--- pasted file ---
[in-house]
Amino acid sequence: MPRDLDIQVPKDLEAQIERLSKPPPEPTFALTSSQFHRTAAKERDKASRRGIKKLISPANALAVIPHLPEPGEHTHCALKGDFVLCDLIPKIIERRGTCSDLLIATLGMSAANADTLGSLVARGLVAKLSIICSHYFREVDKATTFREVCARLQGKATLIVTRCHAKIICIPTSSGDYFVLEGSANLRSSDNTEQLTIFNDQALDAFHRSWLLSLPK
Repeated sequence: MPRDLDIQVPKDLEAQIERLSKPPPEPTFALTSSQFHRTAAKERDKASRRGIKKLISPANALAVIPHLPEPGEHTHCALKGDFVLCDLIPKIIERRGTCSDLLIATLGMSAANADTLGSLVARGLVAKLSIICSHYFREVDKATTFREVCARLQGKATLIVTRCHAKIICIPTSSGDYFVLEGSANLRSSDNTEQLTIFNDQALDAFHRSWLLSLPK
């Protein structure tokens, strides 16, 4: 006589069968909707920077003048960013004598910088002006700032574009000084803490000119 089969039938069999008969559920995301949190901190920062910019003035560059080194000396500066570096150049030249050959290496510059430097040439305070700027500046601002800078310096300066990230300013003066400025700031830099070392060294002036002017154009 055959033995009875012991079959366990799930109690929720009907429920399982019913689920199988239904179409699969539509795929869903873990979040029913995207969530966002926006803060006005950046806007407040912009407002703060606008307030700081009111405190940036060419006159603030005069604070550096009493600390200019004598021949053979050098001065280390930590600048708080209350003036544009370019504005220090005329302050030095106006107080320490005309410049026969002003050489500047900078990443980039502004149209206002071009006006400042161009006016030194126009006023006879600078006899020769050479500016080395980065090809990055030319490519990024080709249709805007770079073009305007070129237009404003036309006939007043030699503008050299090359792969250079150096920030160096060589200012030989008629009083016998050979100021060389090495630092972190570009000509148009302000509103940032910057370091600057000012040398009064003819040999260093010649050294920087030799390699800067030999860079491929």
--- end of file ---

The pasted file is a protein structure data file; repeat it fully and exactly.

[in-house]
Amino acid sequence: MPRDLDIQVPKDLEAQIERLSKPPPEPTFALTSSQFHRTAAKERDKASRRGIKKLISPANALAVIPHLPEPGEHTHCALKGDFVLCDLIPKIIERRGTCSDLLIATLGMSAANADTLGSLVARGLVAKLSIICSHYFREVDKATTFREVCARLQGKATLIVTRCHAKIICIPTSSGDYFVLEGSANLRSSDNTEQLTIFNDQALDAFHRSWLLSLPK
Repeated sequence: MPRDLDIQVPKDLEAQIERLSKPPPEPTFALTSSQFHRTAAKERDKASRRGIKKLISPANALAVIPHLPEPGEHTHCALKGDFVLCDLIPKIIERRGTCSDLLIATLGMSAANADTLGSLVARGLVAKLSIICSHYFREVDKATTFREVCARLQGKATLIVTRCHAKIICIPTSSGDYFVLEGSANLRSSDNTEQLTIFNDQALDAFHRSWLLSLPK
């Protein structure tokens, strides 16, 4: 006589069968909707920077003048960013004598910088002006700032574009000084803490000119 089969039938069999008969559920995301949190901190920062910019003035560059080194000396500066570096150049030249050959290496510059430097040439305070700027500046601002800078310096300066990230300013003066400025700031830099070392060294002036002017154009 055959033995009875012991079959366990799930109690929720009907429920399982019913689920199988239904179409699969539509795929869903873990979040029913995207969530966002926006803060006005950046806007407040912009407002703060606008307030700081009111405190940036060419006159603030005069604070550096009493600390200019004598021949053979050098001065280390930590600048708080209350003036544009370019504005220090005329302050030095106006107080320490005309410049026969002003050489500047900078990443980039502004149209206002071009006006400042161009006016030194126009006023006879600078006899020769050479500016080395980065090809990055030319490519990024080709249709805007770079073009305007070129237009404003036309006939007043030699503008050299090359792969250079150096920030160096060589200012030989008629009083016998050979100021060389090495630092972190570009000509148009302000509103940032910057370091600057000012040398009064003819040999260093010649050294920087030799390699800067030999860079491929």